Interesting stuff, but I'm not really sure what the benefit is to the end-user.
I mean, they're talking like you could offload certain computational tasks to your storage device much like you can do with GPUs now....but given the...err...temporary nature of storage devices in large clusters what happens if a drive fails but it's currently running a task the system needs?
I suppose the main advantage would be the ability to handle tasks like drive-level encryption entirely in hardware rather than relying on the OS to do it.
It means products will become even cheaper or will have even more computing power at the same price point.
ARM processors are already dirt-cheap (you can get a powerful MCU for just a few bucks) but they will become even cheaper (less than a dollar each) if RISC-V takes off.
MCU's arre already so cheap that I wonder if it's even useful to make them any cheaper. Anyone can slap something together using today's MCU's at a price that's very wallet friendly. By making it any cheaper it will simply become a throwaway.
And M0 cores are actually quite powerful, at least 10 x faster than 8-bit AVR parts.
In fact some of these new parts are *so* powerful I'm actually at a loss what to do with all that horsepower. The RISC-V MCU used in the SiFive SBC is 40 times (!) faster than an AVR 8-bit MCU.
The offloading of tasks they are talking about aren't general purpose system tasks, but tasks related to the data on the device where if the device failed the data would be gone, so it wouldn't matter the task running on the device fails/can't complete.
Examples beyond what you already mentioned like drive-level encryption (which, btw already exists, a self-encrypting drive, of which there are many examples of HDDs and SSDs that already have the onboard processing to do that), could be things like offloading a 'find' command to the device, or data processing tasks such as what scientific data gathering systems would like. Massive sensors like radiotelescope arrays (e.g. the SKA) generate peta-bytes a day of data. You could have some initial filtering of that data occur on the drives, so as the raw data is streamed to the drive for storage, some filters could be applied in this offloaded processor that say, can detect and discard 'junk' raw data so it doesn't have to write it to disk, and doesn't have to be processed by the supercomputer doing more detailed analysis as the on-drive filtering eliminated it already.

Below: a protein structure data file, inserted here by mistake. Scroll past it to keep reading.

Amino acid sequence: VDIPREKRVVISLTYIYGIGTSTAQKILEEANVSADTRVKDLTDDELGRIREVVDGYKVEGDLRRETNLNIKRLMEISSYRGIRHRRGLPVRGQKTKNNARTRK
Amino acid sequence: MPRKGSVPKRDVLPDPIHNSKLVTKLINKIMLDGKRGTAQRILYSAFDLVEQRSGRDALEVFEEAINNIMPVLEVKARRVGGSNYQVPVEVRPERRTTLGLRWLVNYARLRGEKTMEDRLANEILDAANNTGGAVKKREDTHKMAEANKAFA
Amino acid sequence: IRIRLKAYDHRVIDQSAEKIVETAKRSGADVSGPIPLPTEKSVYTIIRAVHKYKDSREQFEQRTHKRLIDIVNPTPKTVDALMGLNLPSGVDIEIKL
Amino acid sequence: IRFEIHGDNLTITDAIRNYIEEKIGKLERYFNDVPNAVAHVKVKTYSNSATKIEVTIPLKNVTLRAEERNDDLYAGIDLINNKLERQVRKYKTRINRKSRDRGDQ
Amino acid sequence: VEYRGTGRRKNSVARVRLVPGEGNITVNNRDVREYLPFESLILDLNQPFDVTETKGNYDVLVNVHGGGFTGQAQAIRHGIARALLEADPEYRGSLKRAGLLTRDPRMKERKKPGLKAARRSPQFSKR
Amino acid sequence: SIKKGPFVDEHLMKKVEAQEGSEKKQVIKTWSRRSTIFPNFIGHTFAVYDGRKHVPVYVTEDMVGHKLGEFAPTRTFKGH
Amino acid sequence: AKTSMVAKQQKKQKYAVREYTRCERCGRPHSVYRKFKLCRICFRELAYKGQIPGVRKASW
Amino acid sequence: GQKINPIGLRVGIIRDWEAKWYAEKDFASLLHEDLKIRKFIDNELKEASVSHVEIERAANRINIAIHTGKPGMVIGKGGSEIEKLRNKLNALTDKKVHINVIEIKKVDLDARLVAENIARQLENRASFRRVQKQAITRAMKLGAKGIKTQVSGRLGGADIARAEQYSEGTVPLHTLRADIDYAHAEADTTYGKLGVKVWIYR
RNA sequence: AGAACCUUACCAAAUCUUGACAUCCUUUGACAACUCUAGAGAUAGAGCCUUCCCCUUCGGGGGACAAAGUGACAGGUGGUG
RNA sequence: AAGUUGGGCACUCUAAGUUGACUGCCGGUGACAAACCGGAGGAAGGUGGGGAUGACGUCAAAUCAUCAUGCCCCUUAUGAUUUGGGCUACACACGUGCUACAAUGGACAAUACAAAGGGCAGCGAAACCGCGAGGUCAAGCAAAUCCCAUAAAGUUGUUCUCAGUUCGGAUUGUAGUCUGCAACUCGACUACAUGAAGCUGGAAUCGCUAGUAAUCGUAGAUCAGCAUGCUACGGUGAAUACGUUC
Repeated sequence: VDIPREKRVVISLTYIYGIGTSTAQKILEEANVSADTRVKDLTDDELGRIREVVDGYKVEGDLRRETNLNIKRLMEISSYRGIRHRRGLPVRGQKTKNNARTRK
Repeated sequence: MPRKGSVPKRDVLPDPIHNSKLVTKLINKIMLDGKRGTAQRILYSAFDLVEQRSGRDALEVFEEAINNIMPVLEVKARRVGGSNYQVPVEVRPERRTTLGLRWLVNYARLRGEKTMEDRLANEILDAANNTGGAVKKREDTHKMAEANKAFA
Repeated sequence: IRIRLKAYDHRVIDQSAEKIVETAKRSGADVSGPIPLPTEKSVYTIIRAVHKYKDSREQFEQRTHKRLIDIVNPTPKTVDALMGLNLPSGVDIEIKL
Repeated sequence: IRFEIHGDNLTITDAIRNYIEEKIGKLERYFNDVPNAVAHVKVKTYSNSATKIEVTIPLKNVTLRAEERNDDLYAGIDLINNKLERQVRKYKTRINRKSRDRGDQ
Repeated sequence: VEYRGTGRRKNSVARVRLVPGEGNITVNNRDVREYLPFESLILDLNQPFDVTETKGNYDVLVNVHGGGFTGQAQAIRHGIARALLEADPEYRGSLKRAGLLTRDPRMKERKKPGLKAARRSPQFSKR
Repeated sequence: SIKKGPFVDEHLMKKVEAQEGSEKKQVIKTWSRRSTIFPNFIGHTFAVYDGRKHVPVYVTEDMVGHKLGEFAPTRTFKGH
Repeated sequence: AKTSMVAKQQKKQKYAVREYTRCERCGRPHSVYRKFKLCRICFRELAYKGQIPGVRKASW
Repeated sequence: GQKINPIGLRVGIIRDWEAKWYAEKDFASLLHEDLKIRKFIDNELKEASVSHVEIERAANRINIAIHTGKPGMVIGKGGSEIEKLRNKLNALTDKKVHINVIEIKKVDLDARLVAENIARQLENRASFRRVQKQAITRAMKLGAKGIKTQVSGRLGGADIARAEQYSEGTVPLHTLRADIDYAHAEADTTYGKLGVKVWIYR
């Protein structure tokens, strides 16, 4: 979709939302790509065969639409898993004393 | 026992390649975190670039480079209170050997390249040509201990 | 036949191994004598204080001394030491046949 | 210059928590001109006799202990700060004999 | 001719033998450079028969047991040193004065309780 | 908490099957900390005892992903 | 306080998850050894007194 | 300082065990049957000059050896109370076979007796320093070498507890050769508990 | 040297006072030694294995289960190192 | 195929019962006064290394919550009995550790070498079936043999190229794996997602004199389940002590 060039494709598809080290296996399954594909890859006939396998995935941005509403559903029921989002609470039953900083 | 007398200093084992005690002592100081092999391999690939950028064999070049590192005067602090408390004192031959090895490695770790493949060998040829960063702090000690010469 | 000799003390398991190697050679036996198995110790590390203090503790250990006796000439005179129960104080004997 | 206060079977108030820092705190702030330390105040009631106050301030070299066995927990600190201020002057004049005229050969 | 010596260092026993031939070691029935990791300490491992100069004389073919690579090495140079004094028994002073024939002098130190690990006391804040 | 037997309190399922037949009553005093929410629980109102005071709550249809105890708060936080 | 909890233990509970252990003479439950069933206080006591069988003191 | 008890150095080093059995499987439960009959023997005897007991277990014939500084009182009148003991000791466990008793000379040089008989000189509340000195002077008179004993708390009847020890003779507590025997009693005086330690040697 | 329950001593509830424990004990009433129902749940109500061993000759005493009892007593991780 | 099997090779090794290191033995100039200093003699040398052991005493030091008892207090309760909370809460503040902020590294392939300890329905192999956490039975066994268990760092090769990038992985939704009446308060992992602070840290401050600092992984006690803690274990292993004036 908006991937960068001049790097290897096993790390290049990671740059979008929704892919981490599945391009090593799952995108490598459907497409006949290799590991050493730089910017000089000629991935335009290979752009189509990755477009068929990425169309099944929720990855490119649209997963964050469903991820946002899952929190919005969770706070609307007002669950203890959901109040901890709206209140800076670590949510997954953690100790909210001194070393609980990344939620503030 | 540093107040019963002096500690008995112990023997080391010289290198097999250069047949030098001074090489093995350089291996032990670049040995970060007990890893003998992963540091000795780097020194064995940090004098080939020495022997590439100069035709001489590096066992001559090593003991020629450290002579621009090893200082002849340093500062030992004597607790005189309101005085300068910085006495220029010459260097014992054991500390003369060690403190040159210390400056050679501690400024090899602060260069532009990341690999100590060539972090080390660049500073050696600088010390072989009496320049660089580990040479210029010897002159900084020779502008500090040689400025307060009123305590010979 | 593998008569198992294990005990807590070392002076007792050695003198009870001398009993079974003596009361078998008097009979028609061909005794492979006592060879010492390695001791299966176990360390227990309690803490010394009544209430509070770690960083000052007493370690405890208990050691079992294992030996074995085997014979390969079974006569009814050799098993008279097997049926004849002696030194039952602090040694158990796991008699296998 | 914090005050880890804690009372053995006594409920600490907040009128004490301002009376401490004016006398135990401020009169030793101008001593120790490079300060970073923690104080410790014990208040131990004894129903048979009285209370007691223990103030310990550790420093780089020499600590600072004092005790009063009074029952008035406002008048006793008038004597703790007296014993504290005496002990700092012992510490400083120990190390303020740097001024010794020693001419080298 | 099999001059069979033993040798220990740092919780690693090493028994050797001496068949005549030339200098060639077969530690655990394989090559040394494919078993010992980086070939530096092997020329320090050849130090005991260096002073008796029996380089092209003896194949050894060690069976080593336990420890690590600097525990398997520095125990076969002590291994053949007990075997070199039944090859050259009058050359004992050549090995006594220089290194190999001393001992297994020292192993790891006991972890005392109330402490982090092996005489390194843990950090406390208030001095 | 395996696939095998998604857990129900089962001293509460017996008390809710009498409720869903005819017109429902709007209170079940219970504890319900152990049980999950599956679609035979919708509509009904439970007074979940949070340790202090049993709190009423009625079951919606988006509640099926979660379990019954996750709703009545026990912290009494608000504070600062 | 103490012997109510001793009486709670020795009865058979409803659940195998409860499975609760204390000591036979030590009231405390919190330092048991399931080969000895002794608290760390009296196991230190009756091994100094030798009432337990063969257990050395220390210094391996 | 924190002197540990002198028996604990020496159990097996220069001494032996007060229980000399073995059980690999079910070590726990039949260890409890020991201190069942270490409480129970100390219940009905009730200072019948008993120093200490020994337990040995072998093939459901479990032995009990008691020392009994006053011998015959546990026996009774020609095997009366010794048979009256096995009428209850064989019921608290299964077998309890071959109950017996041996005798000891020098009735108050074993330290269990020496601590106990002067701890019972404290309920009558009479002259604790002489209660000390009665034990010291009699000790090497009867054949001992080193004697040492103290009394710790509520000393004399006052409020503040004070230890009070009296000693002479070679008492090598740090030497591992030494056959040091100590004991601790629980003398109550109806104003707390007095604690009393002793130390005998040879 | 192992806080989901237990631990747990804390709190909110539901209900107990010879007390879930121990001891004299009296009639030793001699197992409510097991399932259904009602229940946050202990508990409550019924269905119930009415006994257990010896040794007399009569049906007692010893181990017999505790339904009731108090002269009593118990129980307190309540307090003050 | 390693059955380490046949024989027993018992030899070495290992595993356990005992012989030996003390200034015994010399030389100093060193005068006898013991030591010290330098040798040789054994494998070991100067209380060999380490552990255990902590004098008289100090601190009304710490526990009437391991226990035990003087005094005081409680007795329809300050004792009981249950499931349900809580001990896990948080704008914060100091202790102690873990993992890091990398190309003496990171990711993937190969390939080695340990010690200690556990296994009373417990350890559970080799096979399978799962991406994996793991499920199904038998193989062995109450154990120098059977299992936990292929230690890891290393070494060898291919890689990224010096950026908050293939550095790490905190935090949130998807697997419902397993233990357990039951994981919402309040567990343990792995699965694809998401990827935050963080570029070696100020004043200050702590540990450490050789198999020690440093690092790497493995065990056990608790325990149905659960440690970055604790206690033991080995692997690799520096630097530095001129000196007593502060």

Drive-level encryption has been around for decades. Many (most?) SSDs are also SEDs, although few people seem to use the feature.
But it sounds to me that the main reason for the hardware change is to allow more precise (and perhaps faster) servo control, which will mean more storage in the same area of disk, and maybe faster seek times. These are things that cannot be done in an external CPU.
I'm amazed how fast the usage of RISC-V is growing. I'm certain the sale of ARM has accelerated this and will continue to accelerate it even further in the near term. Currently there are almost weekly reveals of new RISC-V designs, both in the U.S. and China. (I haven't seen many European companies jumping on board).
I'm interested how fast the tool chain, which is said to be one of ARM's distinguishing points, is able to catch up.
China's focus seems to be on x86 (via VIA's license) and MIPS (Loongson). As part of their 'China 2025' initiative, both have received massive government support.
You can even buy a Loongsoon MIPS-based laptop in China, e.g.: https://www.tomshardware.com/news/chinese-laptop-featuring-new-14nm-loongsoon-3a4000-cpu-appears
The big iron and PC market will only switch to RISC-V or ARM if one of them can break the 5Ghz barrier.
The cost of switching platforms and architectures is huge and people and companies will not want to swallow that cost unless there's a clear advantage.
5Ghz is a physics problem, not particularly related to the instruction set.
At the end of the day, CPUs switch transistors. Instruction sets are just a big lookup table to control that process; part a chain of encodings starting in the middle of your GCC/LLVM compiler...